Attacking Rap Music Is An Old Trick: Tips Politicians Can Use To Harness Hip-Hop

Bob Dole

It used to be a great tactic for Conservatives and Republicans to attack rap music.
As Hip-Hop began to merge with mainstream culture in the 1990’s, a number of politicians took issue with the genre over the lyrics. Just like some out of touch politicians like Dr. Ben Carson, Mike Huckabee and Ohio Govenor John Kasich have recently criticized Hip-Hop music as a whole, singer Beyonce and even The Roots!!
Over the last 20 years, a number of Presidential hopefuls in the United States have gone to war with Rap Music. Figures like Bill Clinton (1993), Senator Bob Dole (1995), Rev. Al Sharpton (2004) and others have found themselves entangled in Hip-Hop beef.
Back in 1993, an epic rap battle played out on the nations televisions, radios and newspapers.
When Bill Clinton was running for President, he was engaged in a bit bitter feud with Sister Souljah. The elections were held the year after the Los Angeles Riots, which were the most deadly in United States history. Like a needle stuck on a record, it was caused by, what else? Police brutality.
The violence broke out after the six officers caught on the tape beating Rodney King were acquitted of criminal charges. At the time, Sister Souljah was a rapper and orator and had been making media appearances stating her opinion on the riots.
Sister Souljah stepped into international politics after this famous comment to The Washington Post:

“I mean, if black people kill black people every day, why not have a week and kill white people? You understand what I’m saying? In other words, white people, this government and that mayor were well aware of the fact that black people were dying every day in Los Angeles under gang violence. So if you’re a gang member and you would normally be killing somebody, why not kill a white person? Do you think that somebody thinks that white people are better, or above dying, when they would kill their own kind?”

The mainstream media caught wind of these comments, as did Presidential nominee, Bill Clinton. A month later, Clinton decided to address Sister Soulja’s comments during Jesse Jackson’s Rainbow Coalition event in June of 1993.
The night before Clinton’s remarks, Sister Souljah had addressed the same crowd. This led advisors like Paul Begala to pressure Clinton to reply to Sister Souljah during Jackson’s event, to make a point to the conservative and swing voter base he was supposedly attempting to appeal to. Clinton remarked:

“If you took the words ‘white’ and ‘black’ and reveresed them, you might think (Ku Klux Klan member) David Duke was giving that speech.”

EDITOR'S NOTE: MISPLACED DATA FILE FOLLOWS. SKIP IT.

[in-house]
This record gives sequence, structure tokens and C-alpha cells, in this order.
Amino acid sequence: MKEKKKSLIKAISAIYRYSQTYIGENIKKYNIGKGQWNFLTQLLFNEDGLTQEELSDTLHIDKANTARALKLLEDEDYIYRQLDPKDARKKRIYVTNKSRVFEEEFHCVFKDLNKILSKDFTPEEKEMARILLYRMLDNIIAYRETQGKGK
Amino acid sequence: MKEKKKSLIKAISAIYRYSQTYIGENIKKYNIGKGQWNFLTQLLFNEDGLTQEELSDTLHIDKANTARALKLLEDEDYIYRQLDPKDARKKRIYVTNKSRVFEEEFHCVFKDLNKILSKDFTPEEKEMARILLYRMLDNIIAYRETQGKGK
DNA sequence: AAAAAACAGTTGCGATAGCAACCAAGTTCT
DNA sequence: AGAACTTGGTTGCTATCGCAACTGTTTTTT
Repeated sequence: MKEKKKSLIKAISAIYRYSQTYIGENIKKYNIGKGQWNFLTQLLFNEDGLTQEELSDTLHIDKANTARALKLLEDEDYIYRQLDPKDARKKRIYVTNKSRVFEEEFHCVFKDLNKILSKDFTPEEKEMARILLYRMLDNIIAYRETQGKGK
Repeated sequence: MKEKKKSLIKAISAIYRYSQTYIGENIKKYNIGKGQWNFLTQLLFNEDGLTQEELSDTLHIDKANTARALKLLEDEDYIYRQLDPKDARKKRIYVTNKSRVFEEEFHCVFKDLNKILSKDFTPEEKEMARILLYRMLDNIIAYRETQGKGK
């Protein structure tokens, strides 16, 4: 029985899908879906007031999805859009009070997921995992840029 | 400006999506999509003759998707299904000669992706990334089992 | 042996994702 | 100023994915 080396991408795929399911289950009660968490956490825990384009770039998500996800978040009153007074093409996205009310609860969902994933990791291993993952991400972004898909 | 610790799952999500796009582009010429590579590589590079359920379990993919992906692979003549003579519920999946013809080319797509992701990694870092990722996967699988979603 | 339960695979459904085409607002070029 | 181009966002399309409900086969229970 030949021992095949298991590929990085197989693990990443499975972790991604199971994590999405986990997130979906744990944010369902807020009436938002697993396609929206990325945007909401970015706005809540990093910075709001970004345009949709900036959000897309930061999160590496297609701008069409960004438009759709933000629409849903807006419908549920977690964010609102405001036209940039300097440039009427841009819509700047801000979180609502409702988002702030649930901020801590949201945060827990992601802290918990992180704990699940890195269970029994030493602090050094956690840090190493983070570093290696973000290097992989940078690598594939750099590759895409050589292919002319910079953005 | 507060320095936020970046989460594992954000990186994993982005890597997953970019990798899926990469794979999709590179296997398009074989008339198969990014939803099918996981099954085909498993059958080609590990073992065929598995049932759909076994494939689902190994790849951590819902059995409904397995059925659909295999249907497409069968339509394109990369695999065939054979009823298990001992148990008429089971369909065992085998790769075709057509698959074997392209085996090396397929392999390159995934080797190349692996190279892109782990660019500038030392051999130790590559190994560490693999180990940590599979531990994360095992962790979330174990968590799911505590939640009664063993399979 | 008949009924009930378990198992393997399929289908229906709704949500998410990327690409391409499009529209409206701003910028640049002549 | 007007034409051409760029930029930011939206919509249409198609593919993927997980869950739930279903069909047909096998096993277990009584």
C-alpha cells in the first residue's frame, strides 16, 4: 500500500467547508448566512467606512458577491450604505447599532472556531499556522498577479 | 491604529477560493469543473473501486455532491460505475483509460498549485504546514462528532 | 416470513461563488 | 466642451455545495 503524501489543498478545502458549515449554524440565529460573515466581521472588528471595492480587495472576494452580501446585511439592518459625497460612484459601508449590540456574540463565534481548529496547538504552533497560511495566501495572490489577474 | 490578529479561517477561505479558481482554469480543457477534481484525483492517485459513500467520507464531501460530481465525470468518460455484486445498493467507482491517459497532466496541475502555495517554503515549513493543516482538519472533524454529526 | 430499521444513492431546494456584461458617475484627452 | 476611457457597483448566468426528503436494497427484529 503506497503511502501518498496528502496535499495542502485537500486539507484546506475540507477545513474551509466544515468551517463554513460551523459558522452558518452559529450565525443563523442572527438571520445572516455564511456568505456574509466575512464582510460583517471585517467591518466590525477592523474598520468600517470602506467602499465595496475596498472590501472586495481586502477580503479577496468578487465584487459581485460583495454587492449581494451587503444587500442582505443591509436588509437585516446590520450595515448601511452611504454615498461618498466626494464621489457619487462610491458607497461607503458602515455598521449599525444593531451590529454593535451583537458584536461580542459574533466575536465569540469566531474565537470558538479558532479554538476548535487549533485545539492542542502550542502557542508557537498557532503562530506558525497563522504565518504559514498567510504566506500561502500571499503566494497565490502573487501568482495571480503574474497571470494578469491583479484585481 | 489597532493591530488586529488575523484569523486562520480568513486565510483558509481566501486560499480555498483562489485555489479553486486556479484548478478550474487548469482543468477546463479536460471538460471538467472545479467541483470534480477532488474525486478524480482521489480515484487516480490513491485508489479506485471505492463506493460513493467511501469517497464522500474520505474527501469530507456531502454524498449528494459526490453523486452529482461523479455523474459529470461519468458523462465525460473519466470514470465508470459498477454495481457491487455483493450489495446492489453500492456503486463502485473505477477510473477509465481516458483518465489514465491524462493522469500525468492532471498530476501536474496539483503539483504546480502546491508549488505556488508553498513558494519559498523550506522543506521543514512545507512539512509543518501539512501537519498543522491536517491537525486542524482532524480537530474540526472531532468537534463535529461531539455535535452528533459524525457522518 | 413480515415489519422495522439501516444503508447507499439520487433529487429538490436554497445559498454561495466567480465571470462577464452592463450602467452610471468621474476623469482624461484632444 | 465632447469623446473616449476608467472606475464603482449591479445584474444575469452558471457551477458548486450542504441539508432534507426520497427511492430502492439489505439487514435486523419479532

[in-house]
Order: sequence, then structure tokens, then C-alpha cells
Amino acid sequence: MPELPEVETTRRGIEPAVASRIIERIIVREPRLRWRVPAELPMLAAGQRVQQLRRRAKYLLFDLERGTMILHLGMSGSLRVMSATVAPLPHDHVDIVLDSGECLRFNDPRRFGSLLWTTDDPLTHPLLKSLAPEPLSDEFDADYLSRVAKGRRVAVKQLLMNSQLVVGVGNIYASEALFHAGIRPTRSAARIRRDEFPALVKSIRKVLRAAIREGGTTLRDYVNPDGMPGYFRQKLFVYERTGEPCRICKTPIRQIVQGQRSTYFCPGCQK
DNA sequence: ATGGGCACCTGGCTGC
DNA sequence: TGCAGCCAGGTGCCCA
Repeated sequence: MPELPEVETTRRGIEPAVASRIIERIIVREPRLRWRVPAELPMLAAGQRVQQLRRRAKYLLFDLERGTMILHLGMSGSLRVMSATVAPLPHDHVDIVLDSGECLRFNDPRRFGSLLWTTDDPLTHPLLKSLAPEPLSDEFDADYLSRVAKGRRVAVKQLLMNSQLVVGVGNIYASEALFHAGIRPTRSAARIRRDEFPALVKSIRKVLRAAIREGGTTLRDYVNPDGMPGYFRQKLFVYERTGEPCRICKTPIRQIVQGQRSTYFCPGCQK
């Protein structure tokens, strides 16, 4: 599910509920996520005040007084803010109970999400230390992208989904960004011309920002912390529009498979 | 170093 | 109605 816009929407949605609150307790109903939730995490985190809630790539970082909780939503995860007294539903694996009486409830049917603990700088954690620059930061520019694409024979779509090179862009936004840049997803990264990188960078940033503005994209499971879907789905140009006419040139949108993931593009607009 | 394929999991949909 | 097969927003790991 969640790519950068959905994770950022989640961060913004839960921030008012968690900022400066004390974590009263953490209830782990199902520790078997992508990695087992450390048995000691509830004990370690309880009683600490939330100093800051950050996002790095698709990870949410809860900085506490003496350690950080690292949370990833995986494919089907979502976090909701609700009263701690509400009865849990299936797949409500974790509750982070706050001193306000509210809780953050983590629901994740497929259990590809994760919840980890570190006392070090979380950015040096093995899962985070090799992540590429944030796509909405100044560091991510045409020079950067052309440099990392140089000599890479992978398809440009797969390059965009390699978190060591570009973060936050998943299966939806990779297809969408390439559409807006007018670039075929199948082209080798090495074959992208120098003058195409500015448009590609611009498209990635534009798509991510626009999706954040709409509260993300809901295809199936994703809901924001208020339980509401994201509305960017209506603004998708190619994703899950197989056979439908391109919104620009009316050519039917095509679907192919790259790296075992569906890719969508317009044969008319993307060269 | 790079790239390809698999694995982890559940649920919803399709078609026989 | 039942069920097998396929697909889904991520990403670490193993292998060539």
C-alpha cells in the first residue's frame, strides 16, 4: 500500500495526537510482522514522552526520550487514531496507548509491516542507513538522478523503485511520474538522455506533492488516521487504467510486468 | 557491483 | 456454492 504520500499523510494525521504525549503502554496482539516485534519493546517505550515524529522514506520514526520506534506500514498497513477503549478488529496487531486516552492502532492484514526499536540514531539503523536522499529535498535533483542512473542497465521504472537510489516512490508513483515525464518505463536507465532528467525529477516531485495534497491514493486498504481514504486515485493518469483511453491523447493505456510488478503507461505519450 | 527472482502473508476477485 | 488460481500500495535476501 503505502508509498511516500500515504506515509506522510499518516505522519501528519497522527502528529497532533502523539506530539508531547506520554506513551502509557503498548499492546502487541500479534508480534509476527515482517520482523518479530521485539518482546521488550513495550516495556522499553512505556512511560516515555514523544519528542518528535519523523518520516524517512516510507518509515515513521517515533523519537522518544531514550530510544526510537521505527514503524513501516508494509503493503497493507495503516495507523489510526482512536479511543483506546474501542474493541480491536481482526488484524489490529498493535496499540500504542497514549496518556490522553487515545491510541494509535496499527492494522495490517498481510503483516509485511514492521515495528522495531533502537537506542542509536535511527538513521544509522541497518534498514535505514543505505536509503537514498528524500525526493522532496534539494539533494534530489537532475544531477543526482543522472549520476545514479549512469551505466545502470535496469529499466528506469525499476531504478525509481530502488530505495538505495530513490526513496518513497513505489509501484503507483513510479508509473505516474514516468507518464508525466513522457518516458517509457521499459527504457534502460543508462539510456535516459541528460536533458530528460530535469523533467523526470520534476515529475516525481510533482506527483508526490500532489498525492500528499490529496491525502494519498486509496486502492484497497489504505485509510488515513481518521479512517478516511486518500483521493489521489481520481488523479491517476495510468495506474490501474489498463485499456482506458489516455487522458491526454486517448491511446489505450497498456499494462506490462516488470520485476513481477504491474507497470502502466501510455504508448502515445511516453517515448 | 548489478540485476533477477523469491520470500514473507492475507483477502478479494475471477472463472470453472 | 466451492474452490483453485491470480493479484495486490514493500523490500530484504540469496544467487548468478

The audience was stunned. Clinton’s comments garnered international attention and offended Jesse Jackson as well, who immediately denounced Clinton for attacking his guest.
President Bill Clinton later admitted he may have been out of sync.
“At the time, I didn’t really understand the rap culture. Over the years, Chelsea often told me it was full of highly intelligent but profoundly alienated young people and urged me to learn more about it,” Bill Clinton wrote in his memoir, “My Life: The Early Years.”
“Finally, in 2001, she gave me six rap and Hip-Hop CDs and made me promise to listen to them. I did. While I still preferred Jazz and Rock, I enjoyed a lof of the music and I think she was right about the intelligence and the alientatiom,” Bill Clinton said. “But I think I was right to speak out against Sister Souljah’s apparent advocacy of race-based violence, and I believe most African-American’s agreed with what I said.”
In 1995, the witch hunt over Gangsta rap lyrics and pressure from Bob Dole, C. Delores Tucker and former education secretary William Bennett put so much pressure on Time Warner for selling “Cop Killer” by Ice-T, that Warner infamously dropped its main label, Interscope Records. Even President Bush denounced the music.
“It’s a great victory for our children and America’s future, and it does show me that Time Warner does have a corporate soul,” said C. Delores Tucker after the short lived victory over Interscope. The label signed a deal with MCA (later renamed Universal) and blew all the way up thanks to classic albums by Tupac Shakur, Snoop Dogg and others.

A newly published article in the Washington Post offered up a number of tips for guys and gals like Clinton.

DO remain calm and collected if you meet a rapper




DON’T participate in amateur rap performances

DON’T say ‘Who Let The Dogs Out’ when taking a photo with voters

DO play a rap that’s been specially rewritten for your campaign — if it’s good

Check out the full list at